|Liverpool is a dynamic place with an amazing cultural vibe. This aerial shot showcases the now completed|
Liverpool One metropolitan plan that has transformed the heart of the city (image: architecture.com)
My visit to Liverpool to attend and present a paper at Rewire: The Fourth International Conference on the Histories of Media Art, Science and Technology proved both eye-opening and thoroughly enjoyable. First of all, Liverpool is an incredibly dynamic city—one that has recently undergone an amazing transformation in its metropolitan core and is clearly living up to its title as one of Europe’s cultural capitals (an honour it officially held in 2008). Housing three major universities, two art schools, and FACT (Foundation for Art and Creative Technology), Liverpool is also the perfect place to host a dialogue about the current state of new media art, with all of its challenges, opportunities, and rapidly changing parameters.
Coming from Vancouver, a city comfortable with the idea of accepting new media forms in an art context, I was most surprised by how many artists and art institutions represented at the conference from other parts of the world still face serious challenges exhibiting and finding audiences for digitally based media. Still, the conversation around the future of new media art I heard in so many of the papers pointed to the rapid changes that the uses of new technology are bringing about in how artists engage with digital platforms, transforming the very definition of what “art” can be.
|Rewire 2011 was a three-day conference event hosted by FACT and held at Liverpool John Moores|
University Art and Design Academy.
One of the ideas I explored in my own paper (titled "Intersecting Worlds of Commerce and Experimentation: Creating Legitimacy for the “Art” of Media") concerned how questions of innovation are increasingly dictated by consumer habits and end-user preferences as never before. At the level of simple application, the speed and accessibility of ever more sophisticated software platforms to non-specialist users has foregrounded the social dimension and speed of dissemination of new media, but also accelerated and blurred previously established boundaries in how the “art” of new media can be understood.
|The "original" Abramovic performance|
One very recent example that I shared, first brought to my attention via a link sent by a student (thanks Andrea!), raises these issues within a clever technological framework. Pippin Barr, an artist and media studies professor at the University of Copenhagen, borrows from the visual language and commercial context of gaming to reconfigure meaning around high concept art exhibitions such as Marina Abramovic’s recent retrospective of performance art at MOMA, “The Artist is Present”—an exhibition I attended and blogged about last year. As Barr explains on his blog, his project challenges artists to expand the potential audience for contemporary art by rethinking how notions of gaming, play, and interactivity operate in the conceptual underpinnings of their projects:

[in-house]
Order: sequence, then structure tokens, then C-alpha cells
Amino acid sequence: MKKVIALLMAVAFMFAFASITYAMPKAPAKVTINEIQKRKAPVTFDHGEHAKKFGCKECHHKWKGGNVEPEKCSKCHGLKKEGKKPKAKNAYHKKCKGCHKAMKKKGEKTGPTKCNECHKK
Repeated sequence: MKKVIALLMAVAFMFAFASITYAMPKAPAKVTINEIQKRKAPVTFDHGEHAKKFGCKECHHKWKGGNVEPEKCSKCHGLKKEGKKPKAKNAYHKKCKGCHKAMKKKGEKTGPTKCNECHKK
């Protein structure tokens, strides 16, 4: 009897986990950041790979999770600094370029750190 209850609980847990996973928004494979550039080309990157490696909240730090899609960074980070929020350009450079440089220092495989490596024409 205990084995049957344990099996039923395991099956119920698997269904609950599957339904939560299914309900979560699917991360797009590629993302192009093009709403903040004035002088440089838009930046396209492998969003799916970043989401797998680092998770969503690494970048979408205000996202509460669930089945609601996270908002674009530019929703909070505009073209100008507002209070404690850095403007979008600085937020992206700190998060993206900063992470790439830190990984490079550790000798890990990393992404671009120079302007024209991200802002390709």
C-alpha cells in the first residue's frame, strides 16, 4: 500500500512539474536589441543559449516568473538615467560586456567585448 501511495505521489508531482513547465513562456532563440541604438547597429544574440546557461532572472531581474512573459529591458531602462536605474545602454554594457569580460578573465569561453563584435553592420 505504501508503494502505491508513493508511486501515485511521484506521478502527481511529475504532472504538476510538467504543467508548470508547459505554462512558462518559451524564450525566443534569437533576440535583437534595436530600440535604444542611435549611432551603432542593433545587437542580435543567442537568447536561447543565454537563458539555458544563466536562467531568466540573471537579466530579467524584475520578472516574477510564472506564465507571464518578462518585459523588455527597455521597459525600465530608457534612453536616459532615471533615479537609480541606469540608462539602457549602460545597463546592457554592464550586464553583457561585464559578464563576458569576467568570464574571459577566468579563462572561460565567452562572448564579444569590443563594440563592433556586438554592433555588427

“Critically, these alternate games seem like they're not going to be fun. And it's all very well to talk about how games don't have to be fun, they can be "interesting" or "challenging" or "disturbing" and so on. This is true, but it's also true that basically nobody's going to play those games except the brave vanguard. The question then becomes whether the vanguard can convince anyone else to play them too.”
|Three video stills from Pippin Bar's creative game "The Artist is Present"|
reconfiguring Abramovic's performance into a form of gaming.
With these unusual juxtapositions, we see the unpredictable and unruly path that the blurring of boundaries initiates in conversations around what can constitute the “art” of new media. What then can be done in the face of these developments? And is there perhaps a new space for an avant-garde sensibility to re-emerge and challenge what is shaping up around entrenching notions of the “art” of new media?
To be sure, It becomes a question of how to engage audiences differently, and understanding that notions of the avant-garde, counter-cultural practice, social interaction are all elements immanent within the technological framework of new media. How, where, and through what means the designation of “art” is aligned to this framework is proving today, as it has in the past with previous new media forms such as photography and film, to be a constantly evolving discourse. As I left Liverpool, I couldn’t help think that much of the debate and critical discussion that took place at the conference only reinforced the productive potential of this evolving form of art. This should serve as some comfort then that the discourse around new media can never remain fully divorced from the potential for radicality and resistance.